Comparative Politics

A Study of Political Economy in the Age of Austerity: How Incumbent Partisanship Affects Anti-Government Movements

Junpei Suzuki Waseda University & Japan Society for the Promotion of Science

Abstract

In this paper, I argue that austerity, when adopted by left-dominant governments, adds a “premium” to public grievances because, as the classic partisan theory posits (Hibbs 1977; Alesina 1987; Garrett and Lange 1989), citizens’ prior beliefs about policy consequences are asymmetrical such that they have fewer expectations of austerity when the left-wing parties are in power. Accordingly, I hypothesize that austerity led by the leftist governments results in a higher likelihood of anti-government movements than that led by the right-dominant government. I support this hypothesis by analyzing panel data covering up to 37 developed countries between 1973 and 2015.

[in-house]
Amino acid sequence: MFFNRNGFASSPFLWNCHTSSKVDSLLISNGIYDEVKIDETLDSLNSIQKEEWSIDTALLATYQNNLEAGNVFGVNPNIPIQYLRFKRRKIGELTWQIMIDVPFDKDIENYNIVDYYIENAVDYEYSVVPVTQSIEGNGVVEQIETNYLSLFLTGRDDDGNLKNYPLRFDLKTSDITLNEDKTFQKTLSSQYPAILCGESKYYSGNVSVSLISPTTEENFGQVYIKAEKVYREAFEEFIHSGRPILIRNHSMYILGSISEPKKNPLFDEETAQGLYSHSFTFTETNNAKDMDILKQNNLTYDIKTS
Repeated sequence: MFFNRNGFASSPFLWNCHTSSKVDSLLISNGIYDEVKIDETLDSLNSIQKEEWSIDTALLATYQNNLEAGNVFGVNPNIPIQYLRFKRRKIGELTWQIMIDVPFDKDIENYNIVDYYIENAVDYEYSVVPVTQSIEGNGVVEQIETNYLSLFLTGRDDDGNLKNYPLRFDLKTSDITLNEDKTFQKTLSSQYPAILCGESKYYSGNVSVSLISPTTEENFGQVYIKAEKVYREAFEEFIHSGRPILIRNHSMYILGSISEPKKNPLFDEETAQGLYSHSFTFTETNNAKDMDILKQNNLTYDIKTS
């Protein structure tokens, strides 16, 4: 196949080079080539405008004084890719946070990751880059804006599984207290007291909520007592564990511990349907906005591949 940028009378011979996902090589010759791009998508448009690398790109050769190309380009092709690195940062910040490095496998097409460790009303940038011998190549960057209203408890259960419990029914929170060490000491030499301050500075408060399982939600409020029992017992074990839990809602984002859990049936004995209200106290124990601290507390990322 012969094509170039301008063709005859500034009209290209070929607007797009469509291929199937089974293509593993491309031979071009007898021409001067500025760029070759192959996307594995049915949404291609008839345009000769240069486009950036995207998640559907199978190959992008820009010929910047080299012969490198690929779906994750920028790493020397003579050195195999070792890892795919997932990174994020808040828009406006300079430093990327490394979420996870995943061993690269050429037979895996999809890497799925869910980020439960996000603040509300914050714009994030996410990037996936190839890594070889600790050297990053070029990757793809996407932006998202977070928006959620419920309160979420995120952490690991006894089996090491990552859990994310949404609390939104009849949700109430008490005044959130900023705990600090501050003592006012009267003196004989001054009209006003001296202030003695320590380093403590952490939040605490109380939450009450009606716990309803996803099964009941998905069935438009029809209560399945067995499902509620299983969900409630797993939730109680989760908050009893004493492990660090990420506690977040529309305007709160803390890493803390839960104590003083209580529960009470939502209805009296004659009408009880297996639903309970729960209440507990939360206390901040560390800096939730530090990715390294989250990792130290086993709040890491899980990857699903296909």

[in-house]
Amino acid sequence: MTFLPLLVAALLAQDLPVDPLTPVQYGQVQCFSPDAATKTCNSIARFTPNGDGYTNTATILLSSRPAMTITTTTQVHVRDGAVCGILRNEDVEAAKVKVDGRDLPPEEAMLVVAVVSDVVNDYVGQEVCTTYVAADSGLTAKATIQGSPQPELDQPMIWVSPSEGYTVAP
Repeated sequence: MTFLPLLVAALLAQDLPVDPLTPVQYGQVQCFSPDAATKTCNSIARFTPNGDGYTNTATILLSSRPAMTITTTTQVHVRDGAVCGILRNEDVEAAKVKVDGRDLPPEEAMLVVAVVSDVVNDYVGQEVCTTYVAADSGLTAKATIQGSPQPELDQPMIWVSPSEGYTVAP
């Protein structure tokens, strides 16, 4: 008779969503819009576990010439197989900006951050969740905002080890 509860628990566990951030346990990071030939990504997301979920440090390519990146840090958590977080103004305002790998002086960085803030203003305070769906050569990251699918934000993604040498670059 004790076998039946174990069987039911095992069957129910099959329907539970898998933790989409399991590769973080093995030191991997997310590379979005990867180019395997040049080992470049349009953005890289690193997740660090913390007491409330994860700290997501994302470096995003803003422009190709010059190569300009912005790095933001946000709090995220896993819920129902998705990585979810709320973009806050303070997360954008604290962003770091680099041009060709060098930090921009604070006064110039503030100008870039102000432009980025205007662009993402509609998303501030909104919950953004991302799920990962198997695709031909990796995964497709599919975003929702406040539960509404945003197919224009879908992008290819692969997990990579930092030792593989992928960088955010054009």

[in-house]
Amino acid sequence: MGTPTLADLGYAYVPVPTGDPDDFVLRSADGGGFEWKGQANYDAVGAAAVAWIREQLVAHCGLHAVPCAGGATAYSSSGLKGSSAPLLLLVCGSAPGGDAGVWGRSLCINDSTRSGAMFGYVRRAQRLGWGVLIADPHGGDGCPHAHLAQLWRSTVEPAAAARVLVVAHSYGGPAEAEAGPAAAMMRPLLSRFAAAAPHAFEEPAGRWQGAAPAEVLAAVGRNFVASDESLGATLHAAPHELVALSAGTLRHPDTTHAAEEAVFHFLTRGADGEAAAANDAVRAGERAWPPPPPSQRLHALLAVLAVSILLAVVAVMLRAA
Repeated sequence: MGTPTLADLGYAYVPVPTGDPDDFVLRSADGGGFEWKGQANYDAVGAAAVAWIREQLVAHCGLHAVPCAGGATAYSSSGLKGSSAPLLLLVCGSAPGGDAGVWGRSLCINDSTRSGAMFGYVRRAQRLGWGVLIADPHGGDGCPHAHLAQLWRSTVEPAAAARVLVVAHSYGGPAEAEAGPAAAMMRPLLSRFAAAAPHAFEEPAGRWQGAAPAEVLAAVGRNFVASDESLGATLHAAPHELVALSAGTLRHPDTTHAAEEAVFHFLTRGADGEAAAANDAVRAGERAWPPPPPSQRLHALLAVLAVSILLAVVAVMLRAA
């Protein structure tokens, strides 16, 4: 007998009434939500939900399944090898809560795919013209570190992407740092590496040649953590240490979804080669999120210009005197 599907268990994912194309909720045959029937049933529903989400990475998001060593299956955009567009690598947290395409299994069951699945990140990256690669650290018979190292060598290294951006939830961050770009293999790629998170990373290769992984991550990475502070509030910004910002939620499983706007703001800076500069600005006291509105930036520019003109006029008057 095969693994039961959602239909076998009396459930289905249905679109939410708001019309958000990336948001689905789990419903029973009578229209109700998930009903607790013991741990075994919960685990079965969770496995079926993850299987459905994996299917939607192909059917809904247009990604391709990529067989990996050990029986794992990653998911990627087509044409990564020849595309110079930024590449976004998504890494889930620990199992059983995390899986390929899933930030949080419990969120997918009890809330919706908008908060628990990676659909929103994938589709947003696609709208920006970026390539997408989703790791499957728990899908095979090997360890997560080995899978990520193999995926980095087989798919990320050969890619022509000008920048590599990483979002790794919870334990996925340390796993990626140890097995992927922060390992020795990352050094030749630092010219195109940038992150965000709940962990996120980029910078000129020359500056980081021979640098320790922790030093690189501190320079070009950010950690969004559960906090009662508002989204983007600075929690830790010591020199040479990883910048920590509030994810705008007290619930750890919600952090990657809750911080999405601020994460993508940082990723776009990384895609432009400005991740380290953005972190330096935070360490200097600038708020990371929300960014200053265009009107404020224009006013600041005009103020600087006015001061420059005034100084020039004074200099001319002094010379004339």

Content

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